A Cut Above
Edited by Craig Kellogg -- Interior Design, 1/1/2007 12:00:00 AM
Enfant terrible Gordon Matta-Clark would have been 64 years old this year. Instead he died at 35 from cancer, in 1978.
A Cornell University–trained architect, though he never practiced, Matta-Clark took a chain saw to abandoned buildings and made them his canvases—temporary works from which only sculptural fragments, preparatory cut sketches, and cut drawings are now left behind. He was part of a movement called "anarchitecture" that dealt with the literal deconstruction of buildings. And this was a decade before the deconstructivist movement tackled the subject.
A full-scale retrospective at New York's Whitney Museum of American Art, "Gordon Matta-Clark: You Are the Measure," examines his productive 10-year career in mediums including film and photography as well as the "building cuts." Clinging bits of plaster and linoleum attach a haunting sense of history in his Bronx Floors: Threshold. Black-and-white and Cibachrome images of his second-to-last architectural project, an abandoned Belgian office building, show how his teardrop cutouts infused a sense of light and space into an otherwise grim five-story interior. If any of this looks eerily familiar, that may be because echoes from his interventions pop up today in projects from talents such as Steven Holl and Rachel Whiteread.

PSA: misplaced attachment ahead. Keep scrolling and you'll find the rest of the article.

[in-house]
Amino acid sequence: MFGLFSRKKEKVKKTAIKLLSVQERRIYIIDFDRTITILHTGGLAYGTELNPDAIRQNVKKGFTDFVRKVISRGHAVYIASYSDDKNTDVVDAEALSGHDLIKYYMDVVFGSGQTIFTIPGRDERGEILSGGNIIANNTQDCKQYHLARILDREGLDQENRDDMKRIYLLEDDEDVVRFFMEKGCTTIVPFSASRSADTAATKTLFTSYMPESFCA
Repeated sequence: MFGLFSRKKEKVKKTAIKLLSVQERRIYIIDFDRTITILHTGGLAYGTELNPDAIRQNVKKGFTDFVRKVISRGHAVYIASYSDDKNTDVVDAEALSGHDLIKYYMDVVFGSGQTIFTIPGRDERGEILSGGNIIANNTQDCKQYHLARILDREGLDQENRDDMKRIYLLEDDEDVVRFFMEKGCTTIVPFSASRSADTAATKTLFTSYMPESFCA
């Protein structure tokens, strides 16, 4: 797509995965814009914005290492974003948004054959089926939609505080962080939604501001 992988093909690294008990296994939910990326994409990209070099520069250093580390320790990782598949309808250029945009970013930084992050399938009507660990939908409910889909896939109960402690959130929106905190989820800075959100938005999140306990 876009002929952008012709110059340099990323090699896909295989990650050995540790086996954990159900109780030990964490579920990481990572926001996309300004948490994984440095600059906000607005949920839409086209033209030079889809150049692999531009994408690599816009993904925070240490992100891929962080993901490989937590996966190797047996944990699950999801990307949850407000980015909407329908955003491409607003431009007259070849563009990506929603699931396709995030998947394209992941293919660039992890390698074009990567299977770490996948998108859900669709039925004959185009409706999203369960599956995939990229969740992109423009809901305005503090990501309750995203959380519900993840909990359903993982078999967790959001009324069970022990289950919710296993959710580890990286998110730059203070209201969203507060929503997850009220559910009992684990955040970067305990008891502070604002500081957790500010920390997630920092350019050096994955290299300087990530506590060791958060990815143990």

February 22–June 3; 800-944-8639; whitney.org.